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How To Win Iraq: Part 2
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We Still Have To Try To Win The War
Authored on May 1, 2004
There is a very simple fact that needs to be realized by the majority of the country. We are at war. Iraq is not some outside auxiliary that the President is obsessed with. They have been very real and active participants in state sponsored terrorism. Iraq is now faced with the dual dilemma that the majority wants the absolute power that they previously suffered under while the minority wants the absolute power that they enjoyed under Sadaam. In the meantime there are Al Qaeda terrorists and Iranians that are actively inciting insurgencies.

So how do we win that portion of the war on terror? We must fight to win; we must stop telling the troops that they only need to be in Iraq for a set amount of time; we must threaten and be willing to use any weapon in our arsenal. This is part one and it deals with why we have to actually try to win at all costs the War On Terrorism as well as each battle within.

Morale Issues...
What is the main ingredient to morale and success? Focus on the goal. Completion of that goal and getting to that goal gives soldiers drive, focus and keeps morale up. There are many questions to ask about this topic. Why is it that the troops in World War II were driven more on defeating the enemy than returning home? Why is it that morale was so low in Vietnam? Why (according to the hard-left network media) is it that there have been constant reports of lowered morale now in Iraq? What were there so few reports of low morale in Afghanistan, in Special Ops units or during the actual ground assault into Iraq?

The answer is quite simple. What is the goal? For each troop there are larger goals. For example in World War II the main goal was defeating the Germans and the Japanese. In Vietnam it was staying alive for 13 months to be able to go home. In Afghanistan the main goal was to end the Taliban's reign. Each situation the morale was as good as each unit's drive toward the goal. At the end of each mission in Vietnam most of the troops would return to camp and be content. It was less about beating the Vietcong than it was one day closer to going home. They were successful while the overall big picture mission may have been a failure.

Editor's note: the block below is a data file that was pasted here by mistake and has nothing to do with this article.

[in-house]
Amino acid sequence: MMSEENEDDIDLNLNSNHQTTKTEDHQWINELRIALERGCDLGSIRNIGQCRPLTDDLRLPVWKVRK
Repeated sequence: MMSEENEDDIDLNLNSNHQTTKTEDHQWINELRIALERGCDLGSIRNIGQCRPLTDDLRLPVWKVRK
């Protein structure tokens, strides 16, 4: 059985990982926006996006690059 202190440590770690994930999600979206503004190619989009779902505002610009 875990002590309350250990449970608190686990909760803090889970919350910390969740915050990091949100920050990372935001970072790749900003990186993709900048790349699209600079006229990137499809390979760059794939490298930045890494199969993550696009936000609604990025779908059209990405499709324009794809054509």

...Morale & Success
The troops should not be told that their tours of duty in Iraq will be a certain set time. They should be deployed for an undetermined length of tour. The military mission is war for a goal not for 12-month summer camps. The morale of the troops will remain more upbeat than not. Instead of being given a calendar date of return they need to be given a task accomplish and told that after such accomplishment they will go home.

Instituting a 12 & out policy in Iraq is very troubling because of the damage to morale. The morale problem is one of the main inhibitors to success in Iraq (or anywhere else). The other is the "green factor." This is the fact that every twelve months the units doing a job are completely green, or new, to the realities of the area. The troops in-field training will start from zero. The acclamation of local customs is essential to the extension of good-will and building trust with the friendly nationals. By removing troops every 12-months this aspect of good will is lost.

The other danger is that if there comes a need to extend by any length will devastate troop morale and annihilate the support of the familial support. There is little reason to believe that plans in a war will change. Changes in war plans will frequently result in in the need for troops to have their tours of duty extended in Iraq. Extension is a reality of war.

There are two ways to handle this reality. It can either be negated by not having set lengths of tours for troops. This option means that troops would not even be aware the circumstances caused them to stay longer. The other option is to tell troops they will only be in Iraq for a set time and then finding instances where that promise has to be revoked. This option, as we have discussed already, causes a paralyzing drop in morale and has the extra detriment of destroying the very fragile support from family members.

The necessary choice is to not have definitive tours of duty.